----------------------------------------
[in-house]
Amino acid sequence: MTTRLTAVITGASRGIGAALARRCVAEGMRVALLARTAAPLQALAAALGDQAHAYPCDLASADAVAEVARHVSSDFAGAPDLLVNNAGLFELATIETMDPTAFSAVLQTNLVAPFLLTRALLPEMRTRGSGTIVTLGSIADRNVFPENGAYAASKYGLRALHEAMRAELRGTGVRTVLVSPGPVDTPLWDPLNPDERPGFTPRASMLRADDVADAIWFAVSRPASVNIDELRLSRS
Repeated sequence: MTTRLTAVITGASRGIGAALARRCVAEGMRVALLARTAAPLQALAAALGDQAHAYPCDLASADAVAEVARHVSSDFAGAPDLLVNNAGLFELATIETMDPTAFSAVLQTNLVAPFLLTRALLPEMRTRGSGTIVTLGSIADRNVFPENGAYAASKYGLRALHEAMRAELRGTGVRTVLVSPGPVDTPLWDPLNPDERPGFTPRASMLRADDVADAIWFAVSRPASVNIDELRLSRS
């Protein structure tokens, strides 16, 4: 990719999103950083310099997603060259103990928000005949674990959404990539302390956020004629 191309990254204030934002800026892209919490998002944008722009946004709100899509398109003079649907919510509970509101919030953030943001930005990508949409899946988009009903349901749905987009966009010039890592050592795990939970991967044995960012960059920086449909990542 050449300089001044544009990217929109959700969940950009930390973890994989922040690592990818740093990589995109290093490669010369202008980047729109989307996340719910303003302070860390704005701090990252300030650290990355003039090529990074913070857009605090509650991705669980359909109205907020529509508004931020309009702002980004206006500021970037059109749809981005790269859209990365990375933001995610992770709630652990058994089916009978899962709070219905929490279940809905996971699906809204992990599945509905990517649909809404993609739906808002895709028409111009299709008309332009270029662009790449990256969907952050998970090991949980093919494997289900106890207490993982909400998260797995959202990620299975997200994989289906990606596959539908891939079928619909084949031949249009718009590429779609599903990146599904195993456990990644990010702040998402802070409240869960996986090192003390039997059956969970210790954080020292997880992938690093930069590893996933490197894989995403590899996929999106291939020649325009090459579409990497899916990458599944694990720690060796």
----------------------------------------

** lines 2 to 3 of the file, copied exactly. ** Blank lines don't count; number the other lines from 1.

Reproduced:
Amino acid sequence: MTTRLTAVITGASRGIGAALARRCVAEGMRVALLARTAAPLQALAAALGDQAHAYPCDLASADAVAEVARHVSSDFAGAPDLLVNNAGLFELATIETMDPTAFSAVLQTNLVAPFLLTRALLPEMRTRGSGTIVTLGSIADRNVFPENGAYAASKYGLRALHEAMRAELRGTGVRTVLVSPGPVDTPLWDPLNPDERPGFTPRASMLRADDVADAIWFAVSRPASVNIDELRLSRS
Repeated sequence: MTTRLTAVITGASRGIGAALARRCVAEGMRVALLARTAAPLQALAAALGDQAHAYPCDLASADAVAEVARHVSSDFAGAPDLLVNNAGLFELATIETMDPTAFSAVLQTNLVAPFLLTRALLPEMRTRGSGTIVTLGSIADRNVFPENGAYAASKYGLRALHEAMRAELRGTGVRTVLVSPGPVDTPLWDPLNPDERPGFTPRASMLRADDVADAIWFAVSRPASVNIDELRLSRS